Yes
↓ sagittal subacromial distance in cases
↓ coronal diameter of humerus in cases
 Rotator cuff tendinosis Choo (2014) [57] Rotator cable thickness, width
Rotator cable thickness: difference among 4 groups (see rotator cuff tear - Choo), p < 0.001; post-hoc analysis – NS, tendinosis vs controls. Rotator cable width: difference among 4 groups (see rotator cuff tear - Choo), p < 0.001; post-hoc analysis – tendinosis > normal, p < 0.05a.
Perhaps
↑ rotator cable width in tendinosis
 Rotator cuff tendinitis Rechardt (2010) [61] Carotid artery intima-media thickness
Carotid artery imtima-media thickness: NS, in males and females.
No
 Shoulder tendinopathy Joensen (2009) [62] Supraspinatus tendon thickness
Tendon thickness: symptomatic side > asymptomatic side, p < 0.01.
Yes
↑ tendon thickness in symptomatic side
 Frozen shoulder (Adhesive capsulitis) Li (2011) [64] CHL thickness
CHL thickness: cases > controls, p < 0.001.
Yes
↑ CHL thickness in cases
 Frozen shoulder (Adhesive capsulitis) Michelin (2013) [67] Joint capsule thickness
Joint capsule thickness: cases > controls, p < 0.0001
Yes
↑ joint capsule thickness in cases
 Frozen shoulder (Adhesive capsulitis) Song (2011) [65] Joint capsule thickness in the axillary recess, enhancing portion of the axillary recess thickness, rotator interval thickness
Axillary recess: Joint capsule thickness: cases > controls, p < 0.001.
Axillary recess enhancing portion thickness: cases > controls, p < 0.001.
Rotator interval Enhancing portion thickness cases > controls, p < 0.001.
Yes
↑ axillary recess joint capsule thickness in cases
↑ Axillary recess enhancing portion thickness in cases
↑ Rotator interval Enhancing portion thickness in cases
 Frozen shoulder (Adhesive capsulitis Zhao (2012) [66] CHL thickness, articular capsule thickness
CHL thickness: cases > controls, p < 0.001 .
articular capsule thickness: cases > controls, p < 0.05.
Yes
↑ CHL thickness in cases
↑ articular capsule thickness in cases
 Shoulder impingement syndrome Daghir (2011) [71] Subacromial-subdeltoid bursal thickness Greatest thickness in any view: NS cases vs. controls. Thickness in shortaxis supraspinatus view: cases > controls, p = 0.0009. Thickness in long-axis supraspinatus view: NS cases vs. controls.Thickness in long-axis subscapularis view: NS cases vs. controls. Yes
↑ subacromial-subdeltoid bursal thickness in cases on shortaxis supraspinatus view
 Shoulder impingement syndrome Hébert (2003) [68] AHD
Cases vs. contralateral control:
Flexion: main effect of group, p < 0.01, and no interaction with position. Post hoc comparisons: cases < controls at 70, 90, 110 & 130 degrees, p < 0.01.
Abduction: main effect of group, p < 0.01, no interaction with position. Post hoc comparisons: cases < controls at 80, 90, p < 0.05 and 110 degrees, p < 0.01.
Cases vs. contralateral control vs. asymptomatic controls:
Flexion - main effect of group, p < 0.0001, (position effect, p < 0.0001) interaction with position, p = 0.01. Post hoc comparisons: cases < asymptomatic controls at 90 & 110 degrees, p < 0.01. NS contralateral control vs asymptomatic controls, all positions.
Abduction - main effect of group, p = 0.052. Post hoc comparisons: cases < asymptomatic controls at 90 & 110 degrees, p < 0.01. NS contralateral control vs asymptomatic controls, all positions.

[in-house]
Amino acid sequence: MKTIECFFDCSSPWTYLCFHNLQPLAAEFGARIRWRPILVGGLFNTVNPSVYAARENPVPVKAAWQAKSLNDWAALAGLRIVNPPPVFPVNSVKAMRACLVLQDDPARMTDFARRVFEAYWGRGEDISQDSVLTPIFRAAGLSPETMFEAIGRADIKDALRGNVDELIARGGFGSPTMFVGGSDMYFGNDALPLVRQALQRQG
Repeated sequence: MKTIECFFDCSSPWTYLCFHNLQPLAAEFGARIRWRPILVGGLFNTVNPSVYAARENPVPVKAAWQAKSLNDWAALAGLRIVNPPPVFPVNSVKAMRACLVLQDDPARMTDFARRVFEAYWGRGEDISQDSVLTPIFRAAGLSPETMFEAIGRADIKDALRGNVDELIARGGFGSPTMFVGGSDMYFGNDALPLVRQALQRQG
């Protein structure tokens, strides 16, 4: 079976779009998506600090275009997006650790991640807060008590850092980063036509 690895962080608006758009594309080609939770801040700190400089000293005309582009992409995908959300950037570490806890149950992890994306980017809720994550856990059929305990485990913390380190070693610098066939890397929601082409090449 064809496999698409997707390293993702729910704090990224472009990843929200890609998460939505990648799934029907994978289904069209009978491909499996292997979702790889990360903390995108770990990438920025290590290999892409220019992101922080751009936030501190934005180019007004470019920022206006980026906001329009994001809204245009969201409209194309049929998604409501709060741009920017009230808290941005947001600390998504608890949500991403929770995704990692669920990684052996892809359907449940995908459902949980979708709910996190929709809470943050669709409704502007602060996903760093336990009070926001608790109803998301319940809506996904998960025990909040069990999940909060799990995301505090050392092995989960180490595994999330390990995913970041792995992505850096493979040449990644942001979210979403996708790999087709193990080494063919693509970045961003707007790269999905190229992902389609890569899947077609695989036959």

Yes
↓ AHD in cases at 70, 90, 110, 130 degrees flexion vs. contralateral control
↓ AHD in cases at 80, 90, 110 degrees abduction vs. contralateral control
↓ AHD in cases at 90, 110 degrees flexion vs. asymptomatic controls
↓ AHD in cases at in 90, 110 degrees abduction vs. asymptomatic controls
 Shoulder impingement syndrome Karthikeyan (2015) [58] Total blood flow in 4 supraspinatus zones, in anteromedial zone, in posteromedial zone
Total blood flow in 4 supraspinatus zones: cases (including rotator cuff tears – see above) < controls, p = 0.001.
Anteromedial supraspinatus zone: shoulder impingement < controls, p = 0.01.
Posteromedial supraspinatus zone: shoulder impingement < controls, p = 0.03.
Yes
↓ supraspinatus blood flow in cases
↓ anteromedial supraspinatus blood flow in cases
↓ posteromedial supraspinatus blood flow in cases
 Shoulder impingement syndrome Leong (2012) [69] AHD, supraspinatus tendon thickness
AHD: NS group effect, p = 0.08
Supraspinatus tendon thickness: group effect, p = 0.002, post-hoc analysis: control volleyball players > controls, p < 0.001; cases > controls: p = 0.02; NS, control volleyball players vs. cases.
Yes
↑ supraspinatus tendon thickness in cases vs non-volleyball player controls
 Shoulder impingement syndrome Park (2007) [70] Difference in mean skin temperature btwn sh sides in 5 ROIs
Difference in mean skin temperature btwn sh sides
anteromedial ROI: cases > controls, p = 0.004.
anterolateral: cases > controls, p = 0.001.
posteromedial: cases > controls, p = 0.013.
posterolateral: cases > controls, p = 0.030.
lateral: cases > controls, p = 0.039.
Yes
↑ difference in mean skin temperature btwn sides in all 5 ROIs in cases
 Shoulder pain w. rotator cuff disease (multiple diagnoses) Kalra (2010) [40] AHD
No group effects at rest (p = 0.43) or 45 degrees abduction (p = 0.84). No interaction between group and posture.
No
 Shoulder pain O’Sullivan (2012) [41] Trapezius muscle thickness
% change in thickness during contraction vs. rest: NS btwn cases & controls in any of the 4 trapezius regions, at 90 degrees or 120 degrees abduction.
Muscle thickness difference between sides at rest or during contractions in cases: NS in any of the 4 trapezius regions, at 0, 90, or 120 degrees abduction.
No
 Shoulder pain Rechardt (2010) [61] Carotid artery intima-media thickness